8. danf_fl

    danf_fl Retired Supporter

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    As with any other product, life expectancy is considered when a firearm is designed and built.
    Most 1911a1's from WWII were rebuilt because they were considered passed their life expectancy.
    Some of the military Berettas are being rebuilt.
    Police change out firearms for the same reason (even if carried a lot, shot a little).

    Exact time length cannot be given. A competition shooter may wear out a firearm in 1 year, a casual shooter may never wear out a firearm.
    I have a Springer I bought new in the 80's and have rebuilt it at least twice.
     
  9. Thebiker

    Thebiker New Member

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    Not a Glock basher, they just don't fit me well and I prefer metal over plastic. JMHO.

    If you are worried about Sig, don't. Check and see what many of our Special Ops units carry....you will find Sig. If its reliable enough for those guys, it works for me.

    I have owned the P245 and currently have a P239 & P226. I put 2k to 3k rounds through the P245, never a hiccup. I have over 2k rounds through the 239, same story. The 226 I have had for just under a year and have @1500 rounds through it. Properly maintained, you shouldn't see much wear. I plan on replacing springs aroung 5k rounds just because it seems like the thing to do.
     
  10. USMC_Richey

    USMC_Richey New Member

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    First of all, don't ever tell me what expirience I do and don't have. I've probably had more guns in my hands now then you ever will. Second, on the Hi-Point matter, agree to disagree. You have made it blatantly obvious that you love those sh!tty handguns, so good for you. I was just trying to make a point more or less.. :rolleyes:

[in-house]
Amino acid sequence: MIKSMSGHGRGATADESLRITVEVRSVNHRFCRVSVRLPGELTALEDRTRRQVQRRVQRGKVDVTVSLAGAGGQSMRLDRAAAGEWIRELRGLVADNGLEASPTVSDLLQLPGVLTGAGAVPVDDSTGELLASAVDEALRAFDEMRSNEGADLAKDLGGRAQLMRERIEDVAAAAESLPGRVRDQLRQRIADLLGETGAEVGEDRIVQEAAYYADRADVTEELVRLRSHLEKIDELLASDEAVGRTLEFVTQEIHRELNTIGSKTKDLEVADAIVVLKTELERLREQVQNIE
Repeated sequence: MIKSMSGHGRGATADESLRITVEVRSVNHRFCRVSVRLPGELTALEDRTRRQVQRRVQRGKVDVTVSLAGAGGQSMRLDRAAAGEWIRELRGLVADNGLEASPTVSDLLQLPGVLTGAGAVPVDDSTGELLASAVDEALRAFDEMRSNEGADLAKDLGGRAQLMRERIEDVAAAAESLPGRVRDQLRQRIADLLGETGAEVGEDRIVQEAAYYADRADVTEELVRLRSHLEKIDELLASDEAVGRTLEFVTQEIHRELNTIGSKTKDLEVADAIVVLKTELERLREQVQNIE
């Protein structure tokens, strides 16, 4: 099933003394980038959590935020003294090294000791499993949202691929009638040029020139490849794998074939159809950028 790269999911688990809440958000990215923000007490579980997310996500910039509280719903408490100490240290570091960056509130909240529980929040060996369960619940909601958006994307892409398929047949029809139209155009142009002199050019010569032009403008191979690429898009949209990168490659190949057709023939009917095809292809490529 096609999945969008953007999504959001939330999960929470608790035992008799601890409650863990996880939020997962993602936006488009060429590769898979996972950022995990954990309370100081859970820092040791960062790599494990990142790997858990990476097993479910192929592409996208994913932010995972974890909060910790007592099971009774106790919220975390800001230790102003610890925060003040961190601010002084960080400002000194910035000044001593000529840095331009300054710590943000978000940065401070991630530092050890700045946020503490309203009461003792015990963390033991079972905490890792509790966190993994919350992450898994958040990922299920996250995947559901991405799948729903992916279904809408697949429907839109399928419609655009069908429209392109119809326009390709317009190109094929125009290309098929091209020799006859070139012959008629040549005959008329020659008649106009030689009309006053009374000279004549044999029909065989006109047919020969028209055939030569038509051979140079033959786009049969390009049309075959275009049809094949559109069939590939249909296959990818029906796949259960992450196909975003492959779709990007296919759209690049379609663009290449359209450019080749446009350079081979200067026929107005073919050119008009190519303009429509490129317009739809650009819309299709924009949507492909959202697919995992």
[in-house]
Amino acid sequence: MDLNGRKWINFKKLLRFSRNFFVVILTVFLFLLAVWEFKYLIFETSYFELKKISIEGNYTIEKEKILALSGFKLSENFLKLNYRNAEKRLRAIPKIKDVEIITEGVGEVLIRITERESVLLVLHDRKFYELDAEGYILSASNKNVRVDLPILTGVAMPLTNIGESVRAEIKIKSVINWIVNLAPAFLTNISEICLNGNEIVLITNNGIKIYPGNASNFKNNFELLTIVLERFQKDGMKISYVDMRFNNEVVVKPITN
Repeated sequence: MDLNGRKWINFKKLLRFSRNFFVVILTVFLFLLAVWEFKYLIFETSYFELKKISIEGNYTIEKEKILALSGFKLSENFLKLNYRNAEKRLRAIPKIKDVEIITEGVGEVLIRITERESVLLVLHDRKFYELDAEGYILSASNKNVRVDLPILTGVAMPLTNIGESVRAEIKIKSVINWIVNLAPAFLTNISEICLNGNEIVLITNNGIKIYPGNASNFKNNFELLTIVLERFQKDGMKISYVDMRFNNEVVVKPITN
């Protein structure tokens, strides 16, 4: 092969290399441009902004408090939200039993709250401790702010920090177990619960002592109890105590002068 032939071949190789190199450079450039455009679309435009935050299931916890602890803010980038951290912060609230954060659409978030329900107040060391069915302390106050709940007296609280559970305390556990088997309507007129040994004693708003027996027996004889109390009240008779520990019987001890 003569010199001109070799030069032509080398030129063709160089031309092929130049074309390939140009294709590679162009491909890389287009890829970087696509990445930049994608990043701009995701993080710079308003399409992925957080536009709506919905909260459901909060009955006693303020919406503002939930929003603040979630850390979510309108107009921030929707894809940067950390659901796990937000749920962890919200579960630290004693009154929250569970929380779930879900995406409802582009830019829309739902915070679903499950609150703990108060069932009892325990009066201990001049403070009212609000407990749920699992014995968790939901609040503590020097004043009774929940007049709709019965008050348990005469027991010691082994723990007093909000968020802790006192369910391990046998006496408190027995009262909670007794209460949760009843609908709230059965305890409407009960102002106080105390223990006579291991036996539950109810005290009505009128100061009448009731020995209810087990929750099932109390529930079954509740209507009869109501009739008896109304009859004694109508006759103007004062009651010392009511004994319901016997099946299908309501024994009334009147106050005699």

11. USMC_Richey

    USMC_Richey New Member

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    Ah! I missed that one. Good point. I guess that's why you're the armsmaster. lol
     
  12. trip286

    trip286 New Member

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    Your Sigs and Rugers will belong to your grandchildren someday, let them worry about it.
     
  13. JonM

    JonM Moderator

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    I personaly dont buy into the glock koolaid myth of reliability or durability. Seen too many glock users at the range with broken parts and ftf/fte problems.

    I personally rank glock down in the kahr/keltec range of quality, durability, accuracy.

    Maintenance has far more to do with longevity than who made the gun. Changing out springs and small internal parts especially frequent recoil spring changes greatly extends the gun life.

    I tend to change my recoil springs inbetween the 1500-2000 round range. A recoil spring that isnt changed increases frame battering leading to frame/barrel lug issues.

    The barrel on my ithaca 1944ish 1911a1 is nearly a smoothbore with little rifling left. It still stacks the rounds in the same hole.

    Frequent inspections looking for cracks and severe wear will do more than worrying about who made it. Top brands tend to last cheapies tend to not.

    Anyway a good quality gun will outlast the average person with proper maintenance and cleaning.
     
  14. CarlsbadRanger06

    CarlsbadRanger06 New Member

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    Have you ever owned s Glock? If so, ever shot 5000-7500 rounds through it?

    I have. I'm a certified Glock Armorer and I've owned multiple Glocks along with Sigs, Rugers, Kimbers, Colts, and yes, even ONE Hi-Point.

    I put 8177 rounds through my first Glock, a Glock 21 before i replaced the barrel. Of course, I experimented with over 15 different hand reloads with it.
    Similarly, I put over 10K through my Kimber. Replaced that barrel at exactly 11,227 rounds.